WITHIN a short walk of Longbourn lived a family with whom the Bennets were particularly intimate. Sir William Lucas had been formerly in trade in Meryton, where he had made a tolerable fortune, and risen to the honour of knighthood by an address to the king during his mayoralty. The distinction had, perhaps, been felt too strongly. It had given him a disgust to his business and to his residence in a small market town; and, quitting them both, he had removed with his family to a house about a mile from Meryton, denominated from that period Lucas Lodge; where he could think with pleasure of his own importance and, unshackled by business, occupy himself solely in being civil to all the world. For, though elated by his rank, it did not render him supercilious; on the contrary, he was all attention to everybody. By nature inoffensive, friendly, and obliging, his presentation at St. Jamess had made him courteous.
Lady Lucas was a very good kind of woman, not too clever to be a valuable neighbour to Mrs. Bennet. They had several children. The eldest of them, a sensible, intelligent young woman, about twenty-seven, was Elizabeths intimate friend.
Oh, you mean Jane, I suppose, because he danced with her twice. To be sure that did seem as if he admired herindeed, I rather believe he didI heard something about itbut I hardly know whatsomething about Mr. Robinson.
Perhaps you mean what I overheard between him and Mr. Robinson: did not I mention it to you? Mr. Robinsons asking him how he liked our Meryton assemblies, and whether he did not think there were a great many pretty women in the room, and which he thought the prettiest? and his answering immediately to the last question, Oh, the eldest Miss Bennet, beyond a doubt: there cannot be two opinions on that point.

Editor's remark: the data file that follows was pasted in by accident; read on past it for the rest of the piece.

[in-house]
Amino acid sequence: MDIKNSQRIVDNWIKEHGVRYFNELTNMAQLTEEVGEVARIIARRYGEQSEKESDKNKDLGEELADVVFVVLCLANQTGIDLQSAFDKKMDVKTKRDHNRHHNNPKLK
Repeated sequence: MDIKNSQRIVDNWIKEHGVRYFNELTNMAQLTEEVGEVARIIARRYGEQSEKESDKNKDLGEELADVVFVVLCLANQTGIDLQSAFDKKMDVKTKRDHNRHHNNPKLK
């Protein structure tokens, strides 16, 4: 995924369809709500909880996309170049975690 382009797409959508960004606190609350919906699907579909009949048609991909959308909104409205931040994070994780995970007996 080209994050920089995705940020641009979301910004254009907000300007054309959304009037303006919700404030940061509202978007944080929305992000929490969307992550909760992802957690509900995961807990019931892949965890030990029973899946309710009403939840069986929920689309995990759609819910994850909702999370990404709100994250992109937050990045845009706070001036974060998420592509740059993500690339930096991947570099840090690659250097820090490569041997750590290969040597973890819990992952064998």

I beg you will not put it into Lizzys head to be vexed by his ill-treatment, for he is such a disagreeable man that it would be quite a misfortune to be liked by him. Mrs. Long told me last night that he sat close to her for half an hour without once opening his lips.
I do not believe a word of it, my dear. If he had been so very agreeable, he would have talked to Mrs. Long. But I can guess how it was; everybody says that he is eat up with pride, and I daresay he had heard somehow that Mrs. Long does not keep a carriage, and had to come to the ball in a hack chaise.
His pride, said Miss Lucas, does not offend me so much as pride often does, because there is an excuse for it. One cannot wonder that so very fine a young man, with family, fortune, everything in his favour, should think highly of himself. If I may so express it, he has a right to be proud.
Pride, observed Mary, who piqued herself upon the solidity of her reflections, is a very common failing, I believe. By all that I have ever read, I am convinced that it is very common indeed; that human nature is particularly prone to it, and that there are very few of us who do not cherish a feeling of self-complacency on the score of some quality or other, real or imaginary. Vanity and pride are different things, though the words are often used synonymously. A person may be proud without being vain. Pride relates more to our opinion of ourselves; vanity to what we would have others think of us.